The year 2020 has started with COVID-19 pandemic becoming the most severe human health crisis in a century, and this has quickly turned into the biggest economic crisis since the Second World War. The depth and reach of this crisis has exposed once again existing inequalities in our economies and societies and risks further widening them. Older people and many people with disabilities are facing elevated COVID-19 health risks, but, in many countries, ethnic minorities are also disproportionately more likely to die than the majority population. The disease is also affecting disproportionally migrants, partly because they have restricted access to health care, but also because they may live and work in conditions where social distancing is hard to enforce. A further reason, common to many different social minorities, is that a lifetime of disadvantage and low social status, leaves them more vulnerable to disease than mainstream groups.

Minority groups are often in more unstable and vulnerable positions in the labour market and the current COVID-19 crisis has hit them disproportionally hard. When in employment, they often hold more precarious and unstable jobs, which often give weaker or no access to social protection compared to those offered by standard jobs during the crisis. A disproportionate share of women and migrants, in particular, are also employed in sectors that have been either on the front line – like health care sector – exposing them to the associated risks of contracting the virus, or particularly hard-hit by the strict confinement measures, like hotel and restaurants.

This report was prepared before the onset of the COVID-19 pandemic, but it addresses many of the issues the disease has laid bare. Indeed, with COVID-19, there is a real risk that the significant progress obtained over the past decade in promoting a fuller role in labour markets and society of diverse groups will be at least partially lost. We cannot afford to let this happen. Moreover, since this report was prepared, the death of George Floyd and the global “Black Lives Matter” movement have placed at the centre of the policy debate long-standing issues of persistent discrimination and disadvantage against ethnic minorities into the limelight. The report also addresses these issues.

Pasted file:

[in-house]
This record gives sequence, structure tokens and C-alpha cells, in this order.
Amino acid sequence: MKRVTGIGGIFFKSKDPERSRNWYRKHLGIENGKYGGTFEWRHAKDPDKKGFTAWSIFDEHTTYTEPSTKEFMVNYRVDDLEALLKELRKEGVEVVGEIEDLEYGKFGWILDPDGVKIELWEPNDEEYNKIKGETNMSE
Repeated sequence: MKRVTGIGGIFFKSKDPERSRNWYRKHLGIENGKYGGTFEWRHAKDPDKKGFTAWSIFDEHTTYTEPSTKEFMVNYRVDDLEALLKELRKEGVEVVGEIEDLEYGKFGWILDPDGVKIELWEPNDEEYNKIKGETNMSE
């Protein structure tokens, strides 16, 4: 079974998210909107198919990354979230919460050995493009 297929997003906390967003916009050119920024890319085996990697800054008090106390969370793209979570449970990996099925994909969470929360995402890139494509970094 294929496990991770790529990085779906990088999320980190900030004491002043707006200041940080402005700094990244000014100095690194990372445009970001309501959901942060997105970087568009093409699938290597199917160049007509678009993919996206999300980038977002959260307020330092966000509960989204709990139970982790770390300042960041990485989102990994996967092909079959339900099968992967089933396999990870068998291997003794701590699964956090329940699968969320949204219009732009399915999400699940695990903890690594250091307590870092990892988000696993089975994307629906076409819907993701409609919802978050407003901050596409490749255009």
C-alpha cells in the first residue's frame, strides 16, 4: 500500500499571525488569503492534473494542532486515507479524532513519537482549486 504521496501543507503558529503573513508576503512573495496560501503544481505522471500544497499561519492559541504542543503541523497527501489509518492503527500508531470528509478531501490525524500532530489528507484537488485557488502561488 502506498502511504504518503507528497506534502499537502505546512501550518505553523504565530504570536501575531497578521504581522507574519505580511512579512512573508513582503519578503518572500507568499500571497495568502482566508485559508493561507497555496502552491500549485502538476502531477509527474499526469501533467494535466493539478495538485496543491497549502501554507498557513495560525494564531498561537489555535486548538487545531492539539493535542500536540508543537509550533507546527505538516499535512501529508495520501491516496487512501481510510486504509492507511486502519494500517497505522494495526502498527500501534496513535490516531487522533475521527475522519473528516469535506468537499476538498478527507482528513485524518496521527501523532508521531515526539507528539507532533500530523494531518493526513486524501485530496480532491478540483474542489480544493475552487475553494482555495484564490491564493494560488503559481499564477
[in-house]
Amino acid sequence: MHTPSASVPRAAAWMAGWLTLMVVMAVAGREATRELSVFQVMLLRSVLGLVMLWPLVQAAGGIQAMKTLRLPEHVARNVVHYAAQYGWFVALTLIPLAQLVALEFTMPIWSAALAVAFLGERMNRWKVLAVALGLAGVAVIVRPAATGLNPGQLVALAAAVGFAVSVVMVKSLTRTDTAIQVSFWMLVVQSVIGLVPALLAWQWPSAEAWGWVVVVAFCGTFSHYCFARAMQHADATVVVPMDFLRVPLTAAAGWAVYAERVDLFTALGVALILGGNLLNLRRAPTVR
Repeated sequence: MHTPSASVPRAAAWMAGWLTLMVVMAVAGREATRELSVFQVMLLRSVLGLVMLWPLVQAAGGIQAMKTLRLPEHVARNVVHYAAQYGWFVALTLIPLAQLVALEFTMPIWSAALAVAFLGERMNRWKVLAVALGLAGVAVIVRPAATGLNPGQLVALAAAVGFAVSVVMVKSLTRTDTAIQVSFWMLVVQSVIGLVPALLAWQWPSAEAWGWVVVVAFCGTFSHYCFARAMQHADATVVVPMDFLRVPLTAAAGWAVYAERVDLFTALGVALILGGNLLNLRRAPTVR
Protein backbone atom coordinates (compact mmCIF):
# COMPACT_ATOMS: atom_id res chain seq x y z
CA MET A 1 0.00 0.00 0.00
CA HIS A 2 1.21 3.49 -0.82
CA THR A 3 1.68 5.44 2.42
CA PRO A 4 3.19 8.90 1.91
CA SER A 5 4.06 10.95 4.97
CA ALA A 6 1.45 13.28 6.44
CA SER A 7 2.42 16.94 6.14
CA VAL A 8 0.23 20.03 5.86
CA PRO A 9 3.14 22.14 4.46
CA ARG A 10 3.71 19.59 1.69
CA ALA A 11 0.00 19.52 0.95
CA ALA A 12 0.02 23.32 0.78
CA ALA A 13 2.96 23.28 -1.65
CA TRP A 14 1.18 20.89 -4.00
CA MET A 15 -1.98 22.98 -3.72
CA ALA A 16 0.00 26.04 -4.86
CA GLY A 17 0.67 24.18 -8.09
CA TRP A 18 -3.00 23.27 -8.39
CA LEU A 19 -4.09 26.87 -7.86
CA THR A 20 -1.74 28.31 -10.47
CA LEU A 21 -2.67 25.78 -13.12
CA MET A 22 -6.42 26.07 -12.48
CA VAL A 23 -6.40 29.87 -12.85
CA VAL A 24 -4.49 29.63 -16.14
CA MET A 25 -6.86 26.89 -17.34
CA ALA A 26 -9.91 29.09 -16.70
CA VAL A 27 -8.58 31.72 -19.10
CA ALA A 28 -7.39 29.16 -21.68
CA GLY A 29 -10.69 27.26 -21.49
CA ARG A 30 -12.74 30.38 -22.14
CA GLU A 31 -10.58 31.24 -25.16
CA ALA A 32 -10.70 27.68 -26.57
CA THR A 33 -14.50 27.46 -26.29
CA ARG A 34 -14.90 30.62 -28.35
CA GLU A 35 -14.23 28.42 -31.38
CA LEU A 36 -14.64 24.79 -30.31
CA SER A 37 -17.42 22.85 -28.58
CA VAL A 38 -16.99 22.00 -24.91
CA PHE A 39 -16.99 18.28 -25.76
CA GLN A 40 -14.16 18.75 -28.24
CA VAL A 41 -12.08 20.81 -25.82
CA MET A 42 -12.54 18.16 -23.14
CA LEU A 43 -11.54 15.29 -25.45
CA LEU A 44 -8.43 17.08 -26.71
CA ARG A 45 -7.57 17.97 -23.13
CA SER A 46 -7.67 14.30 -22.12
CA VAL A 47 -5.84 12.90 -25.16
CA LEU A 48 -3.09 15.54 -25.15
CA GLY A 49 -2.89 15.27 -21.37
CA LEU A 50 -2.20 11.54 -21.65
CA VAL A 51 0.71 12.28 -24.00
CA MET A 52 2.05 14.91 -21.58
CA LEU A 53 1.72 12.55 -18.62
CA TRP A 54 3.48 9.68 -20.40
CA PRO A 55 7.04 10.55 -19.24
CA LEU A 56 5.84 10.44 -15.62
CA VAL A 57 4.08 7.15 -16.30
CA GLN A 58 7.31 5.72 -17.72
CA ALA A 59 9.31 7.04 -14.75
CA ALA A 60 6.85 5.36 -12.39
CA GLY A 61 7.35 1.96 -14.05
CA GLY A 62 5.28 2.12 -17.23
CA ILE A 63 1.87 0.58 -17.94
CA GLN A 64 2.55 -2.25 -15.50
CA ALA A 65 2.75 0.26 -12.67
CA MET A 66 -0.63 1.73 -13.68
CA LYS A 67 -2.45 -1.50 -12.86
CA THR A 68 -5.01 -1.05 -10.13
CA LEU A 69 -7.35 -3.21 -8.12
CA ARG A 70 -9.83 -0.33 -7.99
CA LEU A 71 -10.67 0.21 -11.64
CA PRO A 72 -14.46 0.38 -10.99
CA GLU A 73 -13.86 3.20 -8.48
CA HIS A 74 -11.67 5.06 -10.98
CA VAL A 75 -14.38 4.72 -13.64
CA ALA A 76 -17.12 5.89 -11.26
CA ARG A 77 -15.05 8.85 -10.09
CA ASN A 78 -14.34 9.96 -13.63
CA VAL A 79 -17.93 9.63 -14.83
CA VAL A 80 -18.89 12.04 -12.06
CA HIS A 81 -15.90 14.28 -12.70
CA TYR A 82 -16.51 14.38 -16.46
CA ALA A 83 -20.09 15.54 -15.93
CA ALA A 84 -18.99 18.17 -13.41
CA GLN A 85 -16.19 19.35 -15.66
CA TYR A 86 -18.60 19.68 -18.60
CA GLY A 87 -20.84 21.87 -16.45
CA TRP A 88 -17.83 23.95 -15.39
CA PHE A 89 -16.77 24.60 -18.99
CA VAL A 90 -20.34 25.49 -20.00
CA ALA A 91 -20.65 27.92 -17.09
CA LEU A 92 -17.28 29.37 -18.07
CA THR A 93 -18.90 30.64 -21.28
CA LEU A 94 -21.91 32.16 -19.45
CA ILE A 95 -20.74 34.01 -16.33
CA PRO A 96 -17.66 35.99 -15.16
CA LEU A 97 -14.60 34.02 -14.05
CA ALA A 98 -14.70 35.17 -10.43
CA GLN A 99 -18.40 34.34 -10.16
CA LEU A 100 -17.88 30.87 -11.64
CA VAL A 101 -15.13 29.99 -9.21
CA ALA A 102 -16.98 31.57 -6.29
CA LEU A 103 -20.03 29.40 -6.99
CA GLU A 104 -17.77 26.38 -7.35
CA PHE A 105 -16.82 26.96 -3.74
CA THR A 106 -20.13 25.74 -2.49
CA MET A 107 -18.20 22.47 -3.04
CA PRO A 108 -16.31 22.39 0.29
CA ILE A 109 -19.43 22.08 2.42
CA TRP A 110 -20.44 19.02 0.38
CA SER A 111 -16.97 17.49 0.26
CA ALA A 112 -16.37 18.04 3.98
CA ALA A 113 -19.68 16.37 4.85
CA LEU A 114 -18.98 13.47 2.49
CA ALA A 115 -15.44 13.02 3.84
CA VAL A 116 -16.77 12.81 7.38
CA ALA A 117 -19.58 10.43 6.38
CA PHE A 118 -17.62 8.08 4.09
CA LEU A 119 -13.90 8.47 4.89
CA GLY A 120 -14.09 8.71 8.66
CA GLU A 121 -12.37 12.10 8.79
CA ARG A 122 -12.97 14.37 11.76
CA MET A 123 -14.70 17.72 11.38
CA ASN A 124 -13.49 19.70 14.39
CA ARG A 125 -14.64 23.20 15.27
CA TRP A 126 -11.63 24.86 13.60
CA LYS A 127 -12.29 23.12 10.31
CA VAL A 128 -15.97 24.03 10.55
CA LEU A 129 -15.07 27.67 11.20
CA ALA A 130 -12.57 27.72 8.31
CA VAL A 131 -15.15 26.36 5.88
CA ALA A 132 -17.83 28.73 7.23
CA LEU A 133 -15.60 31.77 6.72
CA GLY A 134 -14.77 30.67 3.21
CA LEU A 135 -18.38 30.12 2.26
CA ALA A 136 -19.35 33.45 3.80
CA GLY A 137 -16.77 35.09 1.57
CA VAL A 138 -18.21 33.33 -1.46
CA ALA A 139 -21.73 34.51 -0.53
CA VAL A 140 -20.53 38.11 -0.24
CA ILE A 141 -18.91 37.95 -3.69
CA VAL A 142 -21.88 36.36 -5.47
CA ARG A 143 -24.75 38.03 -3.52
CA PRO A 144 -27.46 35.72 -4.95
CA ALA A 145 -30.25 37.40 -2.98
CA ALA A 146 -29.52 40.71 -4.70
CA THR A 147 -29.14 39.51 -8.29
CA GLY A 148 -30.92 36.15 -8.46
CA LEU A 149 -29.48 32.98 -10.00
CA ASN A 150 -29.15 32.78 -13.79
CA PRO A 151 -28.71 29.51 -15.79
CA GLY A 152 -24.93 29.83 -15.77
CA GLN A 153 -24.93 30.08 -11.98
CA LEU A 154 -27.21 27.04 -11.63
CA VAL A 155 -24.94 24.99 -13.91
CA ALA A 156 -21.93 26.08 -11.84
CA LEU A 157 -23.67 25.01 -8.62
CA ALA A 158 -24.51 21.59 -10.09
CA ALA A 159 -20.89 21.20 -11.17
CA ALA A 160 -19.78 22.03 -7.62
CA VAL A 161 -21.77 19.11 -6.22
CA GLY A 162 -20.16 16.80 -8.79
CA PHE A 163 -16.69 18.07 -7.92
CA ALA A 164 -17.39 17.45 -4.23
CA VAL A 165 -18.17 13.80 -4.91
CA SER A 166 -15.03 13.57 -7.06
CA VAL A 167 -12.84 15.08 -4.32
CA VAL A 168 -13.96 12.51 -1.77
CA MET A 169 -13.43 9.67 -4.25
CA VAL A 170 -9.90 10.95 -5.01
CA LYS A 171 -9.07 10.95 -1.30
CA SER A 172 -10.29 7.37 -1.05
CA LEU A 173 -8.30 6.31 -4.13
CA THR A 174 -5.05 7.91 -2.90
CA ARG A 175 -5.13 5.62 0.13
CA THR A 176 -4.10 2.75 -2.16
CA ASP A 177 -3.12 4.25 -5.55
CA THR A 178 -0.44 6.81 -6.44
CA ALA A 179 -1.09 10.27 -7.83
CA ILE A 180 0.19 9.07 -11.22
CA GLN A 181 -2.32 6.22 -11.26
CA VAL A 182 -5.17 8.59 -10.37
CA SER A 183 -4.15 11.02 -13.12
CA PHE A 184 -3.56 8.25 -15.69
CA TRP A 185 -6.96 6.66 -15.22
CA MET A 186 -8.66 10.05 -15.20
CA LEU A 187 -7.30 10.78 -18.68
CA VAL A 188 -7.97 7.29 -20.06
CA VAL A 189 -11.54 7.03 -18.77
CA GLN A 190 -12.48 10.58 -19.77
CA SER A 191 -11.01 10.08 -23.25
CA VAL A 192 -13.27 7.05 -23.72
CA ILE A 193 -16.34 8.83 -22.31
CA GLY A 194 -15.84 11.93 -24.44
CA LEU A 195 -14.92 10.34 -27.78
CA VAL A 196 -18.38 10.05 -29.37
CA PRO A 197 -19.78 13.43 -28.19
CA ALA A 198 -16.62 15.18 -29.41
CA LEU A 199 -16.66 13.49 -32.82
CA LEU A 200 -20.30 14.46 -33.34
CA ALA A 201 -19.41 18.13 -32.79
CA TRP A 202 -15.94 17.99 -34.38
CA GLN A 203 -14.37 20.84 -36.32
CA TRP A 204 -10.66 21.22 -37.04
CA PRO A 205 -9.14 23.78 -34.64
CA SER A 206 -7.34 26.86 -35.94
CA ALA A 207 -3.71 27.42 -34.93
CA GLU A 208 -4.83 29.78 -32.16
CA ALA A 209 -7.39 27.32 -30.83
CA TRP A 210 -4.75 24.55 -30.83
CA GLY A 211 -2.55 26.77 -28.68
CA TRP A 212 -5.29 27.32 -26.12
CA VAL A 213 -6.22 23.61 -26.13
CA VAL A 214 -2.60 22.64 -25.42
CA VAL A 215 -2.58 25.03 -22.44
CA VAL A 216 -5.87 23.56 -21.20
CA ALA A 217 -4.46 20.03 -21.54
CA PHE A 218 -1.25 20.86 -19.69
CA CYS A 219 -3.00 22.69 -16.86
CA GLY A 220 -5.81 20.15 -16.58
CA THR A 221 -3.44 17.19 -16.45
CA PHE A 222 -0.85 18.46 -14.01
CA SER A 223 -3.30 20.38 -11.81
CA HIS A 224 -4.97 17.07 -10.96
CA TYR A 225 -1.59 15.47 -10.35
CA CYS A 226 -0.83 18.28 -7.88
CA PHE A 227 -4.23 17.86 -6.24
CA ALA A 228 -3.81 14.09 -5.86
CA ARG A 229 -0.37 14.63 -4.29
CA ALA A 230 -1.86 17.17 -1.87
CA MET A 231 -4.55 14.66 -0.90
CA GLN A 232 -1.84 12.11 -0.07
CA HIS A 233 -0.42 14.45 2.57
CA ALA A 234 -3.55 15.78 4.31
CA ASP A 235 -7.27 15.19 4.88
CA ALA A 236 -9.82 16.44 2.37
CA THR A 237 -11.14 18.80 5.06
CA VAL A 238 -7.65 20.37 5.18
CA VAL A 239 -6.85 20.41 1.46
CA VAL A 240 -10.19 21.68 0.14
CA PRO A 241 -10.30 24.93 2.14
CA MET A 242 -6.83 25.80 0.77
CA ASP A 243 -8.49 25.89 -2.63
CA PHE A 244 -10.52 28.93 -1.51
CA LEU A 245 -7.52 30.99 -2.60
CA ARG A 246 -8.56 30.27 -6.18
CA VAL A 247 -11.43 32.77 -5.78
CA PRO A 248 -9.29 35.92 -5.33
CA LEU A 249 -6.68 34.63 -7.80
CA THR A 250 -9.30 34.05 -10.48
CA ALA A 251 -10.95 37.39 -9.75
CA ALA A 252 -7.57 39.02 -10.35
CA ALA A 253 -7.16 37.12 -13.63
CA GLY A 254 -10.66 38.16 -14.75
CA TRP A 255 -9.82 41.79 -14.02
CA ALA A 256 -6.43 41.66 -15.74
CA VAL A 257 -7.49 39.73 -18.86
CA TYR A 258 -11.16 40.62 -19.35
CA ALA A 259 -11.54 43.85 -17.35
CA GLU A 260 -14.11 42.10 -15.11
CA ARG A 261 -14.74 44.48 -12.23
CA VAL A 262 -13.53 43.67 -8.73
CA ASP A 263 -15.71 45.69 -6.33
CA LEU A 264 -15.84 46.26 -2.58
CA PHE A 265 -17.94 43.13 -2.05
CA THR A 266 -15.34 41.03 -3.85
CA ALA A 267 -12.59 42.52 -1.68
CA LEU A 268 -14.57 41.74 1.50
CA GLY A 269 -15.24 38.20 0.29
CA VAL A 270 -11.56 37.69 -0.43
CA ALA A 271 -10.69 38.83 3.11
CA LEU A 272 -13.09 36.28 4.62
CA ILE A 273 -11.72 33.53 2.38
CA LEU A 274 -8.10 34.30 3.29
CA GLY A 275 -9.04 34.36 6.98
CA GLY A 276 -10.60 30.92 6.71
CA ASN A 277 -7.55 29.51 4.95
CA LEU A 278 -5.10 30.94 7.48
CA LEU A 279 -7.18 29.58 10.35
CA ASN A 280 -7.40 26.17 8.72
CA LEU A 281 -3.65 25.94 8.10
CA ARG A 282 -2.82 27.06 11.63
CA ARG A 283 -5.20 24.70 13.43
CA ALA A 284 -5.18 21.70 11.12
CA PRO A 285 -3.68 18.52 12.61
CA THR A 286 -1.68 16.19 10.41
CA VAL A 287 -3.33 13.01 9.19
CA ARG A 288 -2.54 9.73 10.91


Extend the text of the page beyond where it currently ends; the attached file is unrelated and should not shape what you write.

A number of lessons can be drawn from the analysis in this report that are particularly relevant in the current unprecedented crisis. A first key lesson is that excluding diverse populations from the labour market comes at a high economic and social cost that countries can ill afford – especially in such challenging times. While there are strong societal and macroeconomic benefits of including diverse groups, action towards greater inclusion of diverse groups cannot be left only to individual businesses. As many businesses are struggling and layoffs increase, we need to make sure that the incentives for fair and equal treatment for all are well set. Evidence suggests that discrimination becomes more pronounced when unemployment rises.

A second key lesson is that there is a need to continuously monitor the evolving situation for diverse groups. Only if facts are fully at hand, it is possible for policy makers and other key stakeholders to adequately react. It is also important to look at ‘intersectionality’ (when people are part of multiple minority groups), to make sure that the most vulnerable are not neglected.

A third core lesson of our report is that effective mainstreaming of diversity requires a “diversity lens” by which the impact of policy measures on diverse groups is considered prior to implementation. As countries design and implement policies to cope with the crisis, and to create a better ‘new normal’, their impact on diverse groups needs to be assessed up front.

While the immediate priority during the pandemic was, and still is, to contain the spread of the virus and save lives, policy makers are now also facing the daunting challenge of managing the economic recovery from a deep recession to avoid massive unemployment and increases in poverty and exclusion. Managing the recovery requires a focus on diverse groups so as to avoid further inequalities and instead better exploiting the full potential of a more diverse and equal economy and society so as to make them more resilient. Getting the most out of our increasingly diverse societies is not a fair weather issue, it is, on the contrary, now more essential than ever.


Stefano Scarpetta Director for Employment,

Labour and Social Affairs Organisation for Economic Co-operation and Development

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